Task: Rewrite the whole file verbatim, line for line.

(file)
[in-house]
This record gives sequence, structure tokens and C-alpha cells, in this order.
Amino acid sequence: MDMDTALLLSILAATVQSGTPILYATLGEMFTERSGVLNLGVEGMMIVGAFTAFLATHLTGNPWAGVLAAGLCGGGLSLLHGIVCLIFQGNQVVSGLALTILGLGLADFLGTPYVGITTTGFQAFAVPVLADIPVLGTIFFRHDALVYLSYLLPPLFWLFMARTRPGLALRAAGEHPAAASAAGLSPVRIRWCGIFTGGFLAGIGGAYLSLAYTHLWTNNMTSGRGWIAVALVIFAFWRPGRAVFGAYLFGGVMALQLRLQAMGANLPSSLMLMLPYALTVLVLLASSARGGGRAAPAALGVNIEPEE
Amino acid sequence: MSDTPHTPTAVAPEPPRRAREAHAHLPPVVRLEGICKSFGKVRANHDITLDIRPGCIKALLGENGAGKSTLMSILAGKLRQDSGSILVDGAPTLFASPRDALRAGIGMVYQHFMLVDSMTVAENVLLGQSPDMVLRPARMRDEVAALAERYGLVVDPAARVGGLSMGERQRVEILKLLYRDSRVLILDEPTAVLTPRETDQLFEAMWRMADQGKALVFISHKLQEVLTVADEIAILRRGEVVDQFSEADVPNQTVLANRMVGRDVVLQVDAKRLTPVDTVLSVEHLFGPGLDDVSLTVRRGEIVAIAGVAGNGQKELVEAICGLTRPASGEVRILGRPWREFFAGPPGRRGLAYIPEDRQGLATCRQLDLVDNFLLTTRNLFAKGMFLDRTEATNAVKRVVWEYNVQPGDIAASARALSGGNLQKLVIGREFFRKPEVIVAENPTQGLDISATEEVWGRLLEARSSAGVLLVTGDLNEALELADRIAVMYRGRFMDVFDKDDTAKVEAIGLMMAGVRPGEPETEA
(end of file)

[in-house]
This record gives sequence, structure tokens and C-alpha cells, in this order.
Amino acid sequence: MDMDTALLLSILAATVQSGTPILYATLGEMFTERSGVLNLGVEGMMIVGAFTAFLATHLTGNPWAGVLAAGLCGGGLSLLHGIVCLIFQGNQVVSGLALTILGLGLADFLGTPYVGITTTGFQAFAVPVLADIPVLGTIFFRHDALVYLSYLLPPLFWLFMARTRPGLALRAAGEHPAAASAAGLSPVRIRWCGIFTGGFLAGIGGAYLSLAYTHLWTNNMTSGRGWIAVALVIFAFWRPGRAVFGAYLFGGVMALQLRLQAMGANLPSSLMLMLPYALTVLVLLASSARGGGRAAPAALGVNIEPEE
Amino acid sequence: MSDTPHTPTAVAPEPPRRAREAHAHLPPVVRLEGICKSFGKVRANHDITLDIRPGCIKALLGENGAGKSTLMSILAGKLRQDSGSILVDGAPTLFASPRDALRAGIGMVYQHFMLVDSMTVAENVLLGQSPDMVLRPARMRDEVAALAERYGLVVDPAARVGGLSMGERQRVEILKLLYRDSRVLILDEPTAVLTPRETDQLFEAMWRMADQGKALVFISHKLQEVLTVADEIAILRRGEVVDQFSEADVPNQTVLANRMVGRDVVLQVDAKRLTPVDTVLSVEHLFGPGLDDVSLTVRRGEIVAIAGVAGNGQKELVEAICGLTRPASGEVRILGRPWREFFAGPPGRRGLAYIPEDRQGLATCRQLDLVDNFLLTTRNLFAKGMFLDRTEATNAVKRVVWEYNVQPGDIAASARALSGGNLQKLVIGREFFRKPEVIVAENPTQGLDISATEEVWGRLLEARSSAGVLLVTGDLNEALELADRIAVMYRGRFMDVFDKDDTAKVEAIGLMMAGVRPGEPETEA